Julian Green, a rising University of Chicago fourth year, is spending their summer supporting the farm at Gary Comer Youth Center in Greater Grand Crossing through the University’s 10-week Summer Links program, which pairs undergraduate students with internships at local community-based organizations and explores social issues impacting the city of Chicago. An Environmental and Urban Studies major and Critical Race and Ethnic Studies minor who grew up on Chicago’s South Side, Green (who uses they/them pronouns) says the internship channels their passions into meaningful impact.
“Working on an urban farm is the perfect intersection between my interests,” Green says. “And working on an urban farm that’s dedicated to addressing food insecurity on the South Side? I feel constantly stimulated by the work that I’m doing.”
With UChicago’s campus just down the road from the farm site, Green’s supervisor Sandra Reno says partnering with the University is an important way to raise the organization’s profile and mission, as well as introduce its work to those who might be able to use or support its services.
“University students often don’t really explore the city and see the problems that the city has, so it’s also just a way to get young people from the University involved on the South Side,” Reno said.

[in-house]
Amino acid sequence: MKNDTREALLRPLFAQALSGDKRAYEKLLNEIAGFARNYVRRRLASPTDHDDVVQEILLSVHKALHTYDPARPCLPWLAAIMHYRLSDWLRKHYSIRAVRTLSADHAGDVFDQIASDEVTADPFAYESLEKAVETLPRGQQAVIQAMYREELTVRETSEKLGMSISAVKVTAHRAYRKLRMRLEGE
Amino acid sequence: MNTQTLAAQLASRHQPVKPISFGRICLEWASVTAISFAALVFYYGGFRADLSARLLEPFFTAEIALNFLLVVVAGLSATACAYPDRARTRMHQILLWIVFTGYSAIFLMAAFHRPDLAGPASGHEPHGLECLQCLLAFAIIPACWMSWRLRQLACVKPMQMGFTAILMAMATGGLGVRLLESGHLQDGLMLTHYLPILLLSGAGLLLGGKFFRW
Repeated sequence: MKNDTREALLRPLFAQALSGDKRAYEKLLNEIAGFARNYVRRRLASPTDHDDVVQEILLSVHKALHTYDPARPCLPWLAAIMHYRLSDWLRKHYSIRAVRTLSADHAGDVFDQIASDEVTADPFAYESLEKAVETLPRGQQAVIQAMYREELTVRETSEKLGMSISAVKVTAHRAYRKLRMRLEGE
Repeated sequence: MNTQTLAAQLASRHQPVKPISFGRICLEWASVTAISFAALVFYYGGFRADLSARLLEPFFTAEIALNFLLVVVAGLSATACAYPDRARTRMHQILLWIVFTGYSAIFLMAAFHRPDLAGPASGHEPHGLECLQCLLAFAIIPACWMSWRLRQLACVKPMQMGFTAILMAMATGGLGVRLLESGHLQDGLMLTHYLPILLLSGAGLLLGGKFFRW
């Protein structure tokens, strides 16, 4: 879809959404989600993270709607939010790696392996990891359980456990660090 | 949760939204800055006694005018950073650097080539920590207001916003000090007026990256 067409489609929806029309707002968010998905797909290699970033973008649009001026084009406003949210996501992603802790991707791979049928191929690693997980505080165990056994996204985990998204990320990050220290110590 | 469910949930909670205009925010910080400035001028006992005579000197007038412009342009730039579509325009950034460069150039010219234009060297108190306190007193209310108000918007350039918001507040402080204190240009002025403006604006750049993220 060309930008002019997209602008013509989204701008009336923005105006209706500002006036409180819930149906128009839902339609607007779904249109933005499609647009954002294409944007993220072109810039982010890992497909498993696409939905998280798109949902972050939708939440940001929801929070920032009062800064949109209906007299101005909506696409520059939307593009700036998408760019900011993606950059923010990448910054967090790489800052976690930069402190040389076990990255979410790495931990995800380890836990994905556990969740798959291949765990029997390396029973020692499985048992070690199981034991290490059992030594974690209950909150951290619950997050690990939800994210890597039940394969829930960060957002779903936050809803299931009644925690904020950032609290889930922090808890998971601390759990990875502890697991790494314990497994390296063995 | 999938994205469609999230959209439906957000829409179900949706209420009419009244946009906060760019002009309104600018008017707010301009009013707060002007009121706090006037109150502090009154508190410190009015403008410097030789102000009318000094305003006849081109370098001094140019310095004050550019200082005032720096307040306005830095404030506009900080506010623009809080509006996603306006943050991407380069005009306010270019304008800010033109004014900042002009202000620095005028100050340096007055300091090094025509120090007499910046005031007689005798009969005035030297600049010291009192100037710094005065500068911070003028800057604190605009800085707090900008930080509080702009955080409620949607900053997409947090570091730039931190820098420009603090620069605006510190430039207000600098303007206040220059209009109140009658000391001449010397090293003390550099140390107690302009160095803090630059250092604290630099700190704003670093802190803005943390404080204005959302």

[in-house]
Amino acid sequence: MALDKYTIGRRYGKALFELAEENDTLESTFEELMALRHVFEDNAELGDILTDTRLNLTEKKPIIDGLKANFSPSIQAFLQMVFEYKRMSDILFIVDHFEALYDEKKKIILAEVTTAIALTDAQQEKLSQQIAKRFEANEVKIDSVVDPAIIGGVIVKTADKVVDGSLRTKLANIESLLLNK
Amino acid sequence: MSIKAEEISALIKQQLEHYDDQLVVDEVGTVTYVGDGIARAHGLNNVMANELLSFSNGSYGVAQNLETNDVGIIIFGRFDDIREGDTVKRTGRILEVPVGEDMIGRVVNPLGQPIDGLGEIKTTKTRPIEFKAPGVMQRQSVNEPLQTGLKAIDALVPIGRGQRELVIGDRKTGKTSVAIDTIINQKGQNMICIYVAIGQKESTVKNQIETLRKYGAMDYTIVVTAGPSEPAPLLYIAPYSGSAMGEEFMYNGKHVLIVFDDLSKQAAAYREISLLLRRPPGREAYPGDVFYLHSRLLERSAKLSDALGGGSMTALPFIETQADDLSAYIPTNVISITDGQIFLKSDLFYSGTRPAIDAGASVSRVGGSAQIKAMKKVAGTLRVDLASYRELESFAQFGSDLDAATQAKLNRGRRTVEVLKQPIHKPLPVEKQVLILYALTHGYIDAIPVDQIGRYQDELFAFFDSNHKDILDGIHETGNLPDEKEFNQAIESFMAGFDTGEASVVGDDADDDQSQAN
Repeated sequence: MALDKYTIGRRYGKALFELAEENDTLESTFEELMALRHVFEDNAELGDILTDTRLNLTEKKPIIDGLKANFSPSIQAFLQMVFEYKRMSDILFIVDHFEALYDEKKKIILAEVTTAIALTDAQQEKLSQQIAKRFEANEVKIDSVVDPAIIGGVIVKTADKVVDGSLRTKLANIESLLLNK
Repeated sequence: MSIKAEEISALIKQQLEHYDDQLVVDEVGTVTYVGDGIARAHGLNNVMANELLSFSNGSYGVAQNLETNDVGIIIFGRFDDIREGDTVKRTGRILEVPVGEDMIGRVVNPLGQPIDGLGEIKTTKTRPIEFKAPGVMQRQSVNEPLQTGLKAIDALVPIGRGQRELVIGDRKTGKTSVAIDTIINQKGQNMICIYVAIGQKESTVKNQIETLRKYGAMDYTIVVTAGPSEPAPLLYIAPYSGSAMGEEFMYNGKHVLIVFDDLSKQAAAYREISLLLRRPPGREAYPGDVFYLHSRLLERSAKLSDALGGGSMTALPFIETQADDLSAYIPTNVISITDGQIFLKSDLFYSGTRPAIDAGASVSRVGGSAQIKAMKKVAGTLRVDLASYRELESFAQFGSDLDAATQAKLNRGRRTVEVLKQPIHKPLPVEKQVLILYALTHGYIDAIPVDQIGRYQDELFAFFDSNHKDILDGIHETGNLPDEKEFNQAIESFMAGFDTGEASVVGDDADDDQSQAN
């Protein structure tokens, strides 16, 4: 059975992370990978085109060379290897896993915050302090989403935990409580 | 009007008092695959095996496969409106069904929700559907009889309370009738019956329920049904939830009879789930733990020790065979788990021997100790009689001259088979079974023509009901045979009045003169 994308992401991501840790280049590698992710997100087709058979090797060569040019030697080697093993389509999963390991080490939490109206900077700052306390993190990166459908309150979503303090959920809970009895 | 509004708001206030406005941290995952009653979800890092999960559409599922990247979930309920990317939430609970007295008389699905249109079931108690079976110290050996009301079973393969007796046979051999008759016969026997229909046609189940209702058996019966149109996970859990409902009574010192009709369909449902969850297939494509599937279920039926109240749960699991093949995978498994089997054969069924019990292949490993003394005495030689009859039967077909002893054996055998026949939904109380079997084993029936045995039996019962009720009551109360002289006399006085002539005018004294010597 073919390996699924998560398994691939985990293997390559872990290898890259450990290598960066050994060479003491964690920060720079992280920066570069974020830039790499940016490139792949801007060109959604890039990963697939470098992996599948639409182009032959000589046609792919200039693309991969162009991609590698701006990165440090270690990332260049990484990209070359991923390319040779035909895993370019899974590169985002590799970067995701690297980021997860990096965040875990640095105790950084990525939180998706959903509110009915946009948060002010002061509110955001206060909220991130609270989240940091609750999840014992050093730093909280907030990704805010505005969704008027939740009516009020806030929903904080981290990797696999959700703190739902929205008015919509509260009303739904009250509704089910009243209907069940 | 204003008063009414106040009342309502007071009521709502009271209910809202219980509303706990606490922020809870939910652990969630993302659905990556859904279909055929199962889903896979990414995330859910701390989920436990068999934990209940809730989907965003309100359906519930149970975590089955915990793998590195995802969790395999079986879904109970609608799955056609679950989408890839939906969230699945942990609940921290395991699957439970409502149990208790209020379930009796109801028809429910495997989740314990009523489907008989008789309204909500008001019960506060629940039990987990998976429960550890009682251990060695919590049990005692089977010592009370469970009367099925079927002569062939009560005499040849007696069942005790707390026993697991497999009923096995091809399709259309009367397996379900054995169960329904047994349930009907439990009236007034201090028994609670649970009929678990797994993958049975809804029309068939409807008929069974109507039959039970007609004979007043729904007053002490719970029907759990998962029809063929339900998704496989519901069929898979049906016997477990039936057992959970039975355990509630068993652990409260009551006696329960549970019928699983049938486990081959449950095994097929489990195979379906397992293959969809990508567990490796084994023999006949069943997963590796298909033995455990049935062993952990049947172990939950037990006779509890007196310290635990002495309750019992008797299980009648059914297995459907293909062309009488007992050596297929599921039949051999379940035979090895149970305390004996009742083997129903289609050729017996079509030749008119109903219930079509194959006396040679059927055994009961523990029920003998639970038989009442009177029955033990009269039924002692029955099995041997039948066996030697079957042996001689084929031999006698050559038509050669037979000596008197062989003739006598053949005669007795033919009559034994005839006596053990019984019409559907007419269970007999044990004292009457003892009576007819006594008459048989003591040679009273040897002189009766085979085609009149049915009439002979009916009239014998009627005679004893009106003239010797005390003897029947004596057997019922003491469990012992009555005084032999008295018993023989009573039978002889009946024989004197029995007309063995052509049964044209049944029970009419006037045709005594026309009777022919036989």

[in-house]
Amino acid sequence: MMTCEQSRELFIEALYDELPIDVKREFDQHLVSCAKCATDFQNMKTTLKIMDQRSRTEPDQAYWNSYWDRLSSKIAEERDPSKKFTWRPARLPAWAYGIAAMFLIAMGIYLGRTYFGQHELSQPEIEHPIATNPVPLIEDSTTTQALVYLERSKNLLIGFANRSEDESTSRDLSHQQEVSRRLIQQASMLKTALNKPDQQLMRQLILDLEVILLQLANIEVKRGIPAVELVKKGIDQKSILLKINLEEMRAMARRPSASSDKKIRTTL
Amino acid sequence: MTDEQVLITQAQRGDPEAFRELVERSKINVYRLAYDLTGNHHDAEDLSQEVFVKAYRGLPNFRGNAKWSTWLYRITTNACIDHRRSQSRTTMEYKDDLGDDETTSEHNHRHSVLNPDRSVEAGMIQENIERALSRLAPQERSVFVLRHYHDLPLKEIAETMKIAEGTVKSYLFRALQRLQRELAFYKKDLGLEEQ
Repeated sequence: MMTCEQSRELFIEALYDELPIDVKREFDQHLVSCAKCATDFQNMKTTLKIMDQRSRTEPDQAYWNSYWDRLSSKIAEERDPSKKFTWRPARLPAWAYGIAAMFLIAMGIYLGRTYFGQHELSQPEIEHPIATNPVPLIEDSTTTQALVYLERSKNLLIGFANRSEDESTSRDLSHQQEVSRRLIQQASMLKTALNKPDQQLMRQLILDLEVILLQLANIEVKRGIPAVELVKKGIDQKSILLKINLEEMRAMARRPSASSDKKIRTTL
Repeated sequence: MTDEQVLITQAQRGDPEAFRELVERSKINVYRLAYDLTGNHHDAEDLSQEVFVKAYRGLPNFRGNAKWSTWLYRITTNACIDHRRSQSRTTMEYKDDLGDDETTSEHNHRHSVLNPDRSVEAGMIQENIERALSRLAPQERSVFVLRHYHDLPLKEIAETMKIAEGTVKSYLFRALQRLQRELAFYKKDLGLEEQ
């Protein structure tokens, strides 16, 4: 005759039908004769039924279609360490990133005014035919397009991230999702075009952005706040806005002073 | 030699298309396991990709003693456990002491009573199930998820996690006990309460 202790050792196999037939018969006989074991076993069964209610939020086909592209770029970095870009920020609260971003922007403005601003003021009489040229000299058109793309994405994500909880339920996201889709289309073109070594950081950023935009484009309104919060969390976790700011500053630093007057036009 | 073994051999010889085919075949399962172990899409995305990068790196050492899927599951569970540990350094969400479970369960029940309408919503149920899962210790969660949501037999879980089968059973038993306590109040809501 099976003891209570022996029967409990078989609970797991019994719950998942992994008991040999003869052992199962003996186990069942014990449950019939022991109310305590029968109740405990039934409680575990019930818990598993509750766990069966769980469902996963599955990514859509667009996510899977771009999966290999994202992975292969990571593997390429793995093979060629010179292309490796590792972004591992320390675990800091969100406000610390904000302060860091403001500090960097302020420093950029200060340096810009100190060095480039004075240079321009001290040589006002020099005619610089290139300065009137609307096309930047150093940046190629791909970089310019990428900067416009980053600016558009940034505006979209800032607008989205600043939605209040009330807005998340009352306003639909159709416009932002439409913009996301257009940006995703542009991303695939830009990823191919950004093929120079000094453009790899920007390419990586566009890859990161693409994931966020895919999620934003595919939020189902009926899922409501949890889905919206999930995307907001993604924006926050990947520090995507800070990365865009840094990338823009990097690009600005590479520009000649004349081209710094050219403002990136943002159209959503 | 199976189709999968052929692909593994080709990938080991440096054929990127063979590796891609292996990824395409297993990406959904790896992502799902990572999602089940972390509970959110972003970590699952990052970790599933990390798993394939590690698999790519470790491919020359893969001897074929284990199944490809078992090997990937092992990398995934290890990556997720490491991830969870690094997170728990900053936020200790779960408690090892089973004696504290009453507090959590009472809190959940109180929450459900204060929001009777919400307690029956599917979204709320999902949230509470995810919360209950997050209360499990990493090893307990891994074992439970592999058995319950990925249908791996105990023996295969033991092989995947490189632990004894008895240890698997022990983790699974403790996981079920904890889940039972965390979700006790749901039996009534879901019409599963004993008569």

In Green’s case, getting more involved on the South Side is a way to stay connected and give back to their own community.
“I feel like I’m serving my younger self because I grew up right around the Greater Grand Crossing neighborhood and drove past the farm every day,” Green says.
Throughout the internship, Green planted, pruned, and picked strawberries, corn, zucchini, and more, and helped prepare harvests for the center’s biweekly Farmers Market, which offers fresh produce to community members at a sliding scale. After participating in UChicago’s College Bridge program as a high school student, Green chose UChicago for its academic energy and as a way to stay close to home. Green says they were drawn to the Office of Civic Engagement-led Summer Links program, which operates within the University Community Service Center, because it offered a chance to work outside and build up professional experience in the environmental sector while still engaging with the local community.
“Julian has been awesome from the first day that they got here, they just jumped right into the crew,” Reno says.
Weeding and prepping the planting beds aren’t the most popular tasks at the farm but they’re still Green’s favorite assignments.
“Yes, it’s physically draining but I really like seeing before and afters of my work. It’s so satisfying to see that translate into a plant that’s now growing and we’re harvesting off of it, it’s like, ‘I just did that, and somebody is going to eat this food, and I had a part in that,’ so that makes me feel really good,” Green says.
Still deciding what career path to pursue after graduation, Green is looking forward to translating their new-found farming skills to something that will make a meaningful community impact and allow for plenty of time in the sunshine.